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Berlusconi says Alitalia restructuring must go on

ROME, Jan 24 (Reuters) - Alitalia must push ahead with a restructuring plan and face down wildcat strikers who have paralysed the airline over the past week, Italian Prime Minister Silvio Berlusconi said on Tuesday.

The premier played down talk by some of his ministers that they would not mind if Alitalia went bust, saying the flag carrier's existence was a matter of national pride -- comments that helped stem a share price plunge that started on Monday.

Alitalia warned customers that up to 250 flights would be cancelled or delayed during the day because of a protest by workers opposed to splitting off the airline's ground operations -- a core element of CEO Giancarlo Cimoli's restructuring plan.

"I don't think it's possible not to go ahead with the plan presented by Cimoli to international investors, not without reimbursing those investors with the capital they put in," Berlusconi told RAI radio.

The strike, which has forced Alitalia to cancel hundreds of flights over the past six days, comes weeks after the company raised 1 billion euros ($1.2 billion) from a do-or-die capital increase.

The prime minister hinted at sending in the military to break up the protest, which is not sanctioned by the main unions. "We may get to that point, but we will try to avoid it because we know tragedies could happen," he said.

"LIKE LEMMINGS"

The cabinet will meet unions on Wednesday but opinions vary within the government on what, if anything, the state can do.

European Union rules ban state aid to airlines and the restructure, in which the state reduced its stake to less than 50 percent, was meant to create a profitable airline that needed no hand-outs.

Labour Minister Roberto Maroni fuelled a 9 percent drop in Alitalia shares on Monday when he suggested it might be time to allow the airline -- which has been propped up by the state several times in the past -- to go bankrupt.

"I don't know what the unions will ask us for on Wednesday," he said. "My impression is that some people in Rome think Alitalia must survive and that the government has the duty to support it at all times and in all ways. This is not the case."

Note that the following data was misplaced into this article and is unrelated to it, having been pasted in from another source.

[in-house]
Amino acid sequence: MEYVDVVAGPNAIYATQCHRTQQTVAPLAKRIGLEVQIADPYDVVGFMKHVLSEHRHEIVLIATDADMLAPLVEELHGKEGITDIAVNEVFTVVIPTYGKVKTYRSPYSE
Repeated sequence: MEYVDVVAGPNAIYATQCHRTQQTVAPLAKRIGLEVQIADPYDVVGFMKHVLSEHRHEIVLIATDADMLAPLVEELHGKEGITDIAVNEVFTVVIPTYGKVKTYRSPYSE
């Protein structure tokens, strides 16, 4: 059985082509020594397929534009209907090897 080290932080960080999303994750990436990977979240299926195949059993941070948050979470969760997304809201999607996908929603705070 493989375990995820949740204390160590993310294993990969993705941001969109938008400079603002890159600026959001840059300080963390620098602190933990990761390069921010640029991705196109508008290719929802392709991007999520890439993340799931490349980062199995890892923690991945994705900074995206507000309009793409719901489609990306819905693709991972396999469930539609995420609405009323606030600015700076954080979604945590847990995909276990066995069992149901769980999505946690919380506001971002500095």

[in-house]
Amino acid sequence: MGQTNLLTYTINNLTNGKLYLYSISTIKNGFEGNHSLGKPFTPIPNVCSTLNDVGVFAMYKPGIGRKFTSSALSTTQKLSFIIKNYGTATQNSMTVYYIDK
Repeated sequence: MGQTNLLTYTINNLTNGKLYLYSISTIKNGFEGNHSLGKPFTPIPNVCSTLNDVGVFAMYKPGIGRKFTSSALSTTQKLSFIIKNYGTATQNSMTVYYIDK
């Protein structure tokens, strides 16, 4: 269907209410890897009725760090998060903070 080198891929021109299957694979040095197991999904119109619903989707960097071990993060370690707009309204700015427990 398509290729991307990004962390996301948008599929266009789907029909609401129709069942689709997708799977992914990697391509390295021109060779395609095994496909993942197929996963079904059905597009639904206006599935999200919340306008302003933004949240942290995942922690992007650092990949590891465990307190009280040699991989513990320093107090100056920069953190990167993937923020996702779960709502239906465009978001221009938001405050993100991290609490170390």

Berlusconi is walking a delicate political line ahead of a general election scheduled for April 9. As a professed economic liberal he backs the modernisation plan, but is also wary of any prolonged, bitter dispute in the run-up to the vote.

"We need to see in the coming days if we can get an answer which takes account of citizens' rights," he said. "It seems right that a country has pride in having its own airline."

The comments stemmed further losses to Alitalia's share price, which was down a further 3 percent at the open. At 1145 GMT the stock was trading up 2 percent at 1.064 euros.

The strikes have stranded thousands of passengers and will punch another hole in the airline's accounts and its reputation for reliability among customers.

"Like lemmings guided by their own instincts, the unions and workers at Alitalia are committing mass suicide," leading daily Corriere della Sera said in a front-page editorial.

Workers were wrong if they imagined government policy might change if the centre left won the election, the paper said, as a new administration would be keen to avoid appearing weak in the face of union pressure.

The strikers are concerned for the future of ground operations which, under Cimoli's plan, have been split off from the main flying part of the airline into a company called AZ Services, controlled by state-owned holding company Fintecna.
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Old January 25th, 2006, 03:51 AM   #69
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Alitalia's future in the balance as wildcat strikes continue
By AIDAN LEWIS